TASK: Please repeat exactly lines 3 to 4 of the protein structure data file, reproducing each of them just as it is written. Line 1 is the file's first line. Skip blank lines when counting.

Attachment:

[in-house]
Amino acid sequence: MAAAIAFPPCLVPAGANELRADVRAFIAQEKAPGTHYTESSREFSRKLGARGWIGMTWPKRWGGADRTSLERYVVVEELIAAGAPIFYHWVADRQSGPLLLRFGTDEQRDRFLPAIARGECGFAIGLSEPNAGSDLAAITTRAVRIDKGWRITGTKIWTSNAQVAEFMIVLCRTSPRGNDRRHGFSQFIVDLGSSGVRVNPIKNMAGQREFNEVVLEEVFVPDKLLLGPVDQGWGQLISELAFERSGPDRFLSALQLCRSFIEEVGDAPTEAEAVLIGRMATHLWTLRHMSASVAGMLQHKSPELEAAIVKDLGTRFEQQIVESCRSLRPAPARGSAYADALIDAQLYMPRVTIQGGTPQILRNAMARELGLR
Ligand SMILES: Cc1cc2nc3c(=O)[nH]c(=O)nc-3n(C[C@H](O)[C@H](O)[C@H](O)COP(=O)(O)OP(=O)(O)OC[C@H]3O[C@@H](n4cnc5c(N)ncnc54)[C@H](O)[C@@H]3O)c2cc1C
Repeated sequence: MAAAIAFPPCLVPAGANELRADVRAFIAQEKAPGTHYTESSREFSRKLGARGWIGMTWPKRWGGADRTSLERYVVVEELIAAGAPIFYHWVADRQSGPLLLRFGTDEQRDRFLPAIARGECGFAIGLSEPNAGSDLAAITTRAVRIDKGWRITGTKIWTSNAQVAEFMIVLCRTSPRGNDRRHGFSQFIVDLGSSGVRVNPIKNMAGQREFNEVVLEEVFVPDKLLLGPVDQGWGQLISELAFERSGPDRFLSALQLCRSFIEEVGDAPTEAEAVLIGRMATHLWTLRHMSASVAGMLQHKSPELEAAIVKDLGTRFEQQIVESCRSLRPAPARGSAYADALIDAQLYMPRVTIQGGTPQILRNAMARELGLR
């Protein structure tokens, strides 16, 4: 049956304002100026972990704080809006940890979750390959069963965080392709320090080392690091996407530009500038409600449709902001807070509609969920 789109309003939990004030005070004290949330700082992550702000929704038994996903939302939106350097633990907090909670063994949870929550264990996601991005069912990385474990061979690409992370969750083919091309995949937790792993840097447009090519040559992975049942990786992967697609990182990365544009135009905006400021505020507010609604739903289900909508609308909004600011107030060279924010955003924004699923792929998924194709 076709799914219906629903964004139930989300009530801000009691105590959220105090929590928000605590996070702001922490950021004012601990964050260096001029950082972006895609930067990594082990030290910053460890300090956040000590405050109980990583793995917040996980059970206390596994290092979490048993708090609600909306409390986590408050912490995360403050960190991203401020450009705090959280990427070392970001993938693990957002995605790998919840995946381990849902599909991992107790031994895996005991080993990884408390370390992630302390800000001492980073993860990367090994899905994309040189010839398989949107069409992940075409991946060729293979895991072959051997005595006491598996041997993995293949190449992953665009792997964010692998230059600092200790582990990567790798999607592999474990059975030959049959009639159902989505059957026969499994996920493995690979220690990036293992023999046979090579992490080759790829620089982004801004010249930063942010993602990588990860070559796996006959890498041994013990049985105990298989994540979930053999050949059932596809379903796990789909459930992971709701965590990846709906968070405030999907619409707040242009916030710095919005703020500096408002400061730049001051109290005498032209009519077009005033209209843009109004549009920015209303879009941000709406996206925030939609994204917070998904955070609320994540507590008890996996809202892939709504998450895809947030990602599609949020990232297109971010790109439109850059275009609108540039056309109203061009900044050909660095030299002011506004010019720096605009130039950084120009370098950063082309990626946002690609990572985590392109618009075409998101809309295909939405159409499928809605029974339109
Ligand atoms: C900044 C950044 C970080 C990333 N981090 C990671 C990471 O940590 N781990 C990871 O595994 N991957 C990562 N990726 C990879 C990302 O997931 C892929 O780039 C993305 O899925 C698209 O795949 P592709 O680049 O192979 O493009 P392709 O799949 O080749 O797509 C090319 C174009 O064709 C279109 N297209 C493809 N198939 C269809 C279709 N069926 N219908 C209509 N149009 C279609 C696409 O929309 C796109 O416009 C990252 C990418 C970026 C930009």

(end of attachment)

Ligand SMILES: Cc1cc2nc3c(=O)[nH]c(=O)nc-3n(C[C@H](O)[C@H](O)[C@H](O)COP(=O)(O)OP(=O)(O)OC[C@H]3O[C@@H](n4cnc5c(N)ncnc54)[C@H](O)[C@@H]3O)c2cc1C
Repeated sequence: MAAAIAFPPCLVPAGANELRADVRAFIAQEKAPGTHYTESSREFSRKLGARGWIGMTWPKRWGGADRTSLERYVVVEELIAAGAPIFYHWVADRQSGPLLLRFGTDEQRDRFLPAIARGECGFAIGLSEPNAGSDLAAITTRAVRIDKGWRITGTKIWTSNAQVAEFMIVLCRTSPRGNDRRHGFSQFIVDLGSSGVRVNPIKNMAGQREFNEVVLEEVFVPDKLLLGPVDQGWGQLISELAFERSGPDRFLSALQLCRSFIEEVGDAPTEAEAVLIGRMATHLWTLRHMSASVAGMLQHKSPELEAAIVKDLGTRFEQQIVESCRSLRPAPARGSAYADALIDAQLYMPRVTIQGGTPQILRNAMARELGLR